DeSantis signed the bill in private and issued no statement. The Republican-led Florida House of Representatives voted to send the bill to the governor last week, while the GOP-controlled state Senate passed the measure the week before.
The new law expands an existing school "guardian" program and allows any teacher to volunteer to carry a weapon if his or her school district approves. Would-be volunteers must undergo at least 144 hours of police-style training, psychiatric evaluation and drug screening. Under a previous law, passed immediately after the February 2018 Parkland shooting, only teachers who had another role at school, such as sports coach, were eligible to carry weapons on campus.
The new law expands the program to make all teachers eligible regardless of whether they have a non-classroom role.
The bill was opposed by most Democrats and teachers' unions, which argued that the introduction of more weapons in schools would place children at risk, increase the dangers of mistaken shootings and lead to more violence against African-American students because of inherent biases. Supporters of the bill said arming teachers is the best way to protect children from future school shooters. Republicans emphasized that the program is voluntary, and that law enforcement in some rural districts could be 15 minutes or more from a school if a shooter attacks.
It's unclear how many Florida school districts in the state will approve of expanding the "guardian" program. Currently, 25 of the state's 67 school districts take part in the program, but boards in some of Florida's most populous counties have already opted out, preferring to use trained police officers for school security.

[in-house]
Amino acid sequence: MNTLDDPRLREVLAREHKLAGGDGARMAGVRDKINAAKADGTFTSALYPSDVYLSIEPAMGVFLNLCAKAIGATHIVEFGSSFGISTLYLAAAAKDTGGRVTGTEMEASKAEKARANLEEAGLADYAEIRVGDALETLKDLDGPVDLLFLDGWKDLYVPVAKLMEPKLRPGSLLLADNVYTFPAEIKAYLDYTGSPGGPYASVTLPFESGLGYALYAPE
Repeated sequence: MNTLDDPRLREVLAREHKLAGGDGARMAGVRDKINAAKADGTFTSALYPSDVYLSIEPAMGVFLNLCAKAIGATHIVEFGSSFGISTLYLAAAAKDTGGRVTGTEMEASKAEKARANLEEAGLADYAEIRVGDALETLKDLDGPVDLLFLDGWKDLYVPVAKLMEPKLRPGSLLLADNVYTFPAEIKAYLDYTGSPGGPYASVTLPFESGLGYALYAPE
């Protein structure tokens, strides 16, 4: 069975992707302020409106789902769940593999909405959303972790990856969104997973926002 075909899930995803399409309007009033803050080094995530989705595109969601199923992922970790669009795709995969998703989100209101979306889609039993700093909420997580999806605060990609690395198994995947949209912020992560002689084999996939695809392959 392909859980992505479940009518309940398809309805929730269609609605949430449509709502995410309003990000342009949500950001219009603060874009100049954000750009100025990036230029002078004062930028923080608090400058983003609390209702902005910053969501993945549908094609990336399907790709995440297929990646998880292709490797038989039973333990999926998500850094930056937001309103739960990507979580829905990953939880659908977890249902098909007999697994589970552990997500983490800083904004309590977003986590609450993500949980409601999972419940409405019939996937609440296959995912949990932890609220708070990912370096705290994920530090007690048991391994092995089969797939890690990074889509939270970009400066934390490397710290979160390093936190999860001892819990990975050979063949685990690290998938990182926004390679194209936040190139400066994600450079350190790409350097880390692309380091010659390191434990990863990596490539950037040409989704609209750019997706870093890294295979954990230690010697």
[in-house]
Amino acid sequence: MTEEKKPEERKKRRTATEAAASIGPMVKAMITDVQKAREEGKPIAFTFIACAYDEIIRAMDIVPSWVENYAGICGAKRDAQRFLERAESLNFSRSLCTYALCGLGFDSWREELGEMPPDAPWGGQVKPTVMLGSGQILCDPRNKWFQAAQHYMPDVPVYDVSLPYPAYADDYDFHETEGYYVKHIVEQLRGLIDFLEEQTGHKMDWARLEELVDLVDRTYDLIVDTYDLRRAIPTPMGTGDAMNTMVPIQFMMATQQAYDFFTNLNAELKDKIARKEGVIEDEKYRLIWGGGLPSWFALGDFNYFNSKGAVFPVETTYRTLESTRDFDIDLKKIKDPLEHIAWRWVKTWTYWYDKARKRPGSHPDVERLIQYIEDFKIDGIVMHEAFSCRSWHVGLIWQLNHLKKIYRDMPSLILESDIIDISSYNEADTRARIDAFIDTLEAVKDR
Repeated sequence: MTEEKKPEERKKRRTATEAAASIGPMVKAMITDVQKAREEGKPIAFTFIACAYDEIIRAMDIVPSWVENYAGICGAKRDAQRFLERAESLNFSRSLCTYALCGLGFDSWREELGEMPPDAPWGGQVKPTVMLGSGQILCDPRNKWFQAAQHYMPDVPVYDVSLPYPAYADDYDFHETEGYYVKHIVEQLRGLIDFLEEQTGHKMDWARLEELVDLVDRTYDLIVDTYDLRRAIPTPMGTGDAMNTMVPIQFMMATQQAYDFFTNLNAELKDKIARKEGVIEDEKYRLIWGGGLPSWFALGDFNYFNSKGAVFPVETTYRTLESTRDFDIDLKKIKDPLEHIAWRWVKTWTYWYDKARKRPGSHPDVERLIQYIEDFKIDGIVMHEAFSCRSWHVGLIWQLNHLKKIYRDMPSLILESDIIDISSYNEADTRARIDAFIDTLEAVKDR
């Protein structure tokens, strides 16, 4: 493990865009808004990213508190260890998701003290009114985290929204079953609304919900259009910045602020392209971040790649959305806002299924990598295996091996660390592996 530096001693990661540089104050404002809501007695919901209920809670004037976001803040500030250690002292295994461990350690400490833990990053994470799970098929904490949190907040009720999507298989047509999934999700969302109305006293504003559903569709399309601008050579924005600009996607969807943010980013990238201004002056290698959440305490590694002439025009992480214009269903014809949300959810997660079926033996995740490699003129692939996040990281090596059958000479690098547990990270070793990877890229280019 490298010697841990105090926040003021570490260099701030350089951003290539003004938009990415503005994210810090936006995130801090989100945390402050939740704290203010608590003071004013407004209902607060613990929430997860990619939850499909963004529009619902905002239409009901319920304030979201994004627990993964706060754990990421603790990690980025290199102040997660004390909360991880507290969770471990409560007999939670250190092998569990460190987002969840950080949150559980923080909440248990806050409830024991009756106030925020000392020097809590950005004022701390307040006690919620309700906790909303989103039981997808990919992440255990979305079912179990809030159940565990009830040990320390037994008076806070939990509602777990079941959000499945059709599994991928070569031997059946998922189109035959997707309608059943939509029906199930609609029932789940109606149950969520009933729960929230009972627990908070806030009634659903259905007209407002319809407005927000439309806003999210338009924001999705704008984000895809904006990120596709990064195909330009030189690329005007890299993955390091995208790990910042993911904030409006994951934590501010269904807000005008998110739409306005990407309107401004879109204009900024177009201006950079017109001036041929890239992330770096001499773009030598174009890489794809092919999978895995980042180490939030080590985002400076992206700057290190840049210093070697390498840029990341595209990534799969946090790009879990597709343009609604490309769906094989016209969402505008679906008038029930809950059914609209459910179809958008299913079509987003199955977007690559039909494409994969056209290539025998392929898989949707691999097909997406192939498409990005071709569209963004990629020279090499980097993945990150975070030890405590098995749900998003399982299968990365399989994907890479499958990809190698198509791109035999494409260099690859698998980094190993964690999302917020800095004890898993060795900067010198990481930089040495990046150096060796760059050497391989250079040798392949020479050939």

"Can you imagine somebody you taught potentially coming on the campus and you ... protecting other children and shooting a child you once taught?" Stephanie Baxter-Jenkins of the Hillsborough County Classroom Teachers Association told Fox News this week. "We're not thinking about all the mental issues that go into that."
"We also have kids that come from places where school is the only safe space that they have," Baxter-Jenkins said, "so turning that into a different scenario -- we don't think is healthy for kids mentally."
The new law also contains a number of other school safety measures, such as wider disclosure of certain student mental health records and mental screening of troubled students. It also mandates greater reporting of school safety and student discipline incidents and a requirement that law enforcement officials be consulted about any threats.
Fox News' Allie Raffa and The Associated Press contributed to this report.